3. Finally, Plemons contends that the trial court erred by allowing Weaver to question him with regard to the veracity of Weaver. Again, this argument is wholly without merit.
During cross-examination, Plemons was asked whether he believed Weaver was a liar, and he answered affirmatively. Plemons' attorney objected to this question. The trial court then implicitly sustained this objection and instructed Weaver's attorney to rephrase his question to avoid use of the word “liar.” Plemons' attorney made no further objections.
As an initial matter, even if Weaver's question were inappropriate, Plemons would suffer no resulting harm. To the contrary, his testimony that Weaver was a liar, if believed by the jury, could only help his case. Therefore, at the outset, Plemons' enumeration of error lacks merit, for there must be harm as well as error to warrant a reversal. See Sparti v. Joslin, 230 Ga.App. 346, 350(3), 496 S.E.2d 490 (1998).
Moreover, in this case, the trial court did not err in its handling of this matter.
“Although, as pointed out by [Plemons], the truthfulness or veracity of a witness is solely within the province of the jury, and we have held that ‘(i)n no circumstances may a witness' credibility be bolstered by the opinion of another, even an expert, as to whether the witness is telling the truth,’ we fail to see how [Weaver's] question violated these principles. [Plemons'] response to the question in no way ‘bolstered the veracity’ of any witness, but merely emphasized the conflict in the evidence, which it was the jury's duty to resolve, and the trial court properly charged the jurors (regarding the determination of witness credibility). We find no error here.” (Citations omitted.) Little v. State, 194 Ga.App. 361, 362(2), 390 S.E.2d 445 (1990); cf. Dorsey v. State, 259 Ga. 809(3), 387 S.E.2d 889 (1990) (prosecutor's question to defendant that “ ‘everybody's lying about this whole thing but you, is that right?’ ” while argumentative, does not call for defendant to make credibility determinations about testimony of other witnesses).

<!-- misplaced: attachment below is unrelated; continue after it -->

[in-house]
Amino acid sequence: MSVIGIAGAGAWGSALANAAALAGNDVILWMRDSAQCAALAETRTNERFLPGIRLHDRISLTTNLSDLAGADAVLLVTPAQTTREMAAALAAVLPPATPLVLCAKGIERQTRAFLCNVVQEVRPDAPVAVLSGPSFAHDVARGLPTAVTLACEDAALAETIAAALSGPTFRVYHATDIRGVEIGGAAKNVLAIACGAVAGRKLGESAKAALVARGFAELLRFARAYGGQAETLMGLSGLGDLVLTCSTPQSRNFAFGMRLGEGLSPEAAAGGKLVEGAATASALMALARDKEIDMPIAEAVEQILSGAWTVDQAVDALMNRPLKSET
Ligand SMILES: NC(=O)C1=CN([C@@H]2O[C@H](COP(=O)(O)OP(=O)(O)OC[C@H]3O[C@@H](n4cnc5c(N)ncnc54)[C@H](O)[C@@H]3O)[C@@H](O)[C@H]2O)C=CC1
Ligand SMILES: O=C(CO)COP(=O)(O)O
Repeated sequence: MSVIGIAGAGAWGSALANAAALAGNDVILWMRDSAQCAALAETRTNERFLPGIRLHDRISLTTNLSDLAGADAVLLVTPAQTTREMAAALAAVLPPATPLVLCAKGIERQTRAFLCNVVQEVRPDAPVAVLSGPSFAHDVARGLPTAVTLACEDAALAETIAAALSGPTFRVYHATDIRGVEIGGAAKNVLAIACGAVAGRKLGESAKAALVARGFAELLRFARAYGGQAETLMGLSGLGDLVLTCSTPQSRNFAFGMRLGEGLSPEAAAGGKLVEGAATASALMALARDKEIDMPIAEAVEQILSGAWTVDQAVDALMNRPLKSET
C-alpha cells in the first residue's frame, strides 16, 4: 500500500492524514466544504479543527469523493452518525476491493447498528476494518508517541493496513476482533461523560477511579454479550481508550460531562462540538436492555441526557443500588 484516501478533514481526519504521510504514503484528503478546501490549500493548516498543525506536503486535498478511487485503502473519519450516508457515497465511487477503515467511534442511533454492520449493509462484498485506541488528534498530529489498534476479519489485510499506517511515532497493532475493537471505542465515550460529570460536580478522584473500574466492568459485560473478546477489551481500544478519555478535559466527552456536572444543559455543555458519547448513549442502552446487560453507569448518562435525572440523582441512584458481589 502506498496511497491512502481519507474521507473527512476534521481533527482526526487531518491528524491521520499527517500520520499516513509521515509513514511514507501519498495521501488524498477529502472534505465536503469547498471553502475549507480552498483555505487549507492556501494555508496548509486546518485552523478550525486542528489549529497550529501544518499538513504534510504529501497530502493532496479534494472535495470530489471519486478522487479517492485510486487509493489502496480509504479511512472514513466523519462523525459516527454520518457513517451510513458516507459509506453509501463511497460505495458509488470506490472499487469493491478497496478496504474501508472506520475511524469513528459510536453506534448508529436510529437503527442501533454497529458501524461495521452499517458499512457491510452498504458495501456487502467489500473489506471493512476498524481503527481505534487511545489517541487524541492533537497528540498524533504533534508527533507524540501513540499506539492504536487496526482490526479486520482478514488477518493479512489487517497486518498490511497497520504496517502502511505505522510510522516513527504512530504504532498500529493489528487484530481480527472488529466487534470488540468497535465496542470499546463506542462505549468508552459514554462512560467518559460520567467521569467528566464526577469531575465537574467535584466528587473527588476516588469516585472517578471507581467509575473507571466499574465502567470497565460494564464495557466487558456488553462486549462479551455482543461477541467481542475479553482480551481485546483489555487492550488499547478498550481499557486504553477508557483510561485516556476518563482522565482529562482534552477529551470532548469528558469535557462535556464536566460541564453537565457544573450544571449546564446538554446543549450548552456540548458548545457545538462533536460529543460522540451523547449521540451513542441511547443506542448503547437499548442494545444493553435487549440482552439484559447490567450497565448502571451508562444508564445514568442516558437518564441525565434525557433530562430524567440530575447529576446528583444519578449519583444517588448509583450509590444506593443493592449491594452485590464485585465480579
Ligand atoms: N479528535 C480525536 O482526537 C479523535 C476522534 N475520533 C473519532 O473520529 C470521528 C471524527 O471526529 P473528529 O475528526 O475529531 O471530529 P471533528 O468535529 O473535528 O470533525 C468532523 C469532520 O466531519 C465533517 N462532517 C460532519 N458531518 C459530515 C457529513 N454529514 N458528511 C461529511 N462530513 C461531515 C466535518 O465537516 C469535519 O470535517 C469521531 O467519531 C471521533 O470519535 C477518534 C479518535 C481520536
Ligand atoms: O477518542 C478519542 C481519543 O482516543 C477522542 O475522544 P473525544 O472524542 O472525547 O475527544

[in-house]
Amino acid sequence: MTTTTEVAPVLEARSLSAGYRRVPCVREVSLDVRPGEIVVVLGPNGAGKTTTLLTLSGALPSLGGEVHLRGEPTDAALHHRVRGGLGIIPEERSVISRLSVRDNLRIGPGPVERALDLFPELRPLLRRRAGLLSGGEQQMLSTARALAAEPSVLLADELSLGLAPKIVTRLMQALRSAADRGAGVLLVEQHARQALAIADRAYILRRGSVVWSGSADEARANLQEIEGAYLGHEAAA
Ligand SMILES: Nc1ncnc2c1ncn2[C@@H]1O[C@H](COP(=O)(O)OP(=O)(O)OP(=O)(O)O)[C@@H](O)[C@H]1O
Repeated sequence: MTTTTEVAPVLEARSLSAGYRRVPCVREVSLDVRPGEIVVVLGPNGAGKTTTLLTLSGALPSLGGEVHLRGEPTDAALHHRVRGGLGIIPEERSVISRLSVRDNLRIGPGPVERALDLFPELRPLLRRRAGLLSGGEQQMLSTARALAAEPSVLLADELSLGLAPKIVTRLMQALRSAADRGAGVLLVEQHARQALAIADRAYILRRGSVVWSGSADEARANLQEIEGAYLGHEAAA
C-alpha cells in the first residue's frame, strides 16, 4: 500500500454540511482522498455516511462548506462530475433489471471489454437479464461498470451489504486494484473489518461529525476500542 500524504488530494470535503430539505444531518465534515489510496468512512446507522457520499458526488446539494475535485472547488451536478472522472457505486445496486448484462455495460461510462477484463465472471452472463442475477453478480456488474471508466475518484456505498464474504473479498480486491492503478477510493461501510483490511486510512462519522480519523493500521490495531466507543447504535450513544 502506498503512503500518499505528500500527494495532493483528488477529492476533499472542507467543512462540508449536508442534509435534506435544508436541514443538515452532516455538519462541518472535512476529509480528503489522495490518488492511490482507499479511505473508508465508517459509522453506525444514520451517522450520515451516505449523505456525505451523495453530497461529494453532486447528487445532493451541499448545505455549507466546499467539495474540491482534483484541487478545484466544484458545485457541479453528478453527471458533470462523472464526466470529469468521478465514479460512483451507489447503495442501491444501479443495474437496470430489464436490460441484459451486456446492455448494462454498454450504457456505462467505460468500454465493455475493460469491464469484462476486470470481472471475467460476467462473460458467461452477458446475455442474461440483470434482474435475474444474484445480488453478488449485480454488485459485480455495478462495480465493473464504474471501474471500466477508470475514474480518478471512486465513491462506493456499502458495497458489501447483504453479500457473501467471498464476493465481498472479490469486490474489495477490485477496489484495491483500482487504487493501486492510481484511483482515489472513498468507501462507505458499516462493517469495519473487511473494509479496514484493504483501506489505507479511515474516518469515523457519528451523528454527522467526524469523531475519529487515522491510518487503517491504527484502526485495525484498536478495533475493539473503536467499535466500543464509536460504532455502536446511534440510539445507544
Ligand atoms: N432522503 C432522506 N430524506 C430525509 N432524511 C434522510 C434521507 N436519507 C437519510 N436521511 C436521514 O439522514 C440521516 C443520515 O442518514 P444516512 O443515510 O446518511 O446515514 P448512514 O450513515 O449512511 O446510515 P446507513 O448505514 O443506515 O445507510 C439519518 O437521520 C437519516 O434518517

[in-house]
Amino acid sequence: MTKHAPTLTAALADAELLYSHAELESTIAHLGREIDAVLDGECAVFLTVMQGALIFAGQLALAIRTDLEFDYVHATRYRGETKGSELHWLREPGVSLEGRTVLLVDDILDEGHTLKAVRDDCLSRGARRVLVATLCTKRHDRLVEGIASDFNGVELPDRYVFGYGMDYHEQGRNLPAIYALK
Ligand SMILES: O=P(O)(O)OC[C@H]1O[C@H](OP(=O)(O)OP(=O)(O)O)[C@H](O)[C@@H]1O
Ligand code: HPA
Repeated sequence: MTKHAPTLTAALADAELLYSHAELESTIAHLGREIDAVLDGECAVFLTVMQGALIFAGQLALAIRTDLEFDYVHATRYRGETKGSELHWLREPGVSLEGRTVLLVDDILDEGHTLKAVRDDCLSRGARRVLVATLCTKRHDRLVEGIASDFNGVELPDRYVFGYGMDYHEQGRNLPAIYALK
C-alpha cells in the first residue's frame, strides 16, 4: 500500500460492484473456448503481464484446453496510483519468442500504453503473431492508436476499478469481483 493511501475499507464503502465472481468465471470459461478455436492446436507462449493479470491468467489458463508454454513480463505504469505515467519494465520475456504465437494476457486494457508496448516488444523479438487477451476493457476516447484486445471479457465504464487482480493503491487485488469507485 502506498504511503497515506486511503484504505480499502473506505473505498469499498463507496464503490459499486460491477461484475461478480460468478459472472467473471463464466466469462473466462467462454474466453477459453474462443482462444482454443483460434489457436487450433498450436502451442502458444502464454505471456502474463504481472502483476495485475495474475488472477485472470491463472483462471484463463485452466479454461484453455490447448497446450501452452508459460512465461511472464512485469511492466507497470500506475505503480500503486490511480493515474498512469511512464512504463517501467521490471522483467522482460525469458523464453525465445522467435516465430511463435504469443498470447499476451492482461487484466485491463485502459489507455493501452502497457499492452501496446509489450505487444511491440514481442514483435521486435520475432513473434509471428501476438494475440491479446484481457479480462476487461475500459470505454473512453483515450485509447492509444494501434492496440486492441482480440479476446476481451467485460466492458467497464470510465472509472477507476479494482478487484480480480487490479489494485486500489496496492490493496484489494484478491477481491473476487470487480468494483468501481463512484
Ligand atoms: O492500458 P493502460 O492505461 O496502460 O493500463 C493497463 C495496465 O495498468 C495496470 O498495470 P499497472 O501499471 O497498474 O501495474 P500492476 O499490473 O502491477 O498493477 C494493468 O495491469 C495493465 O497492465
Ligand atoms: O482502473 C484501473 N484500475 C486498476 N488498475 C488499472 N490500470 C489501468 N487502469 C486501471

Tucker v. State, 228 Ga.App. 321, 324(2), 491 S.E.2d 420 (1997).
Furthermore, as Plemons' attorney made no further objections after the trial court instructed Weaver's counsel to avoid use of the word “liar,” we must assume that he was satisfied with the court's ruling.
BLACKBURN, Presiding Judge.
ELDRIDGE and BARNES, JJ., concur.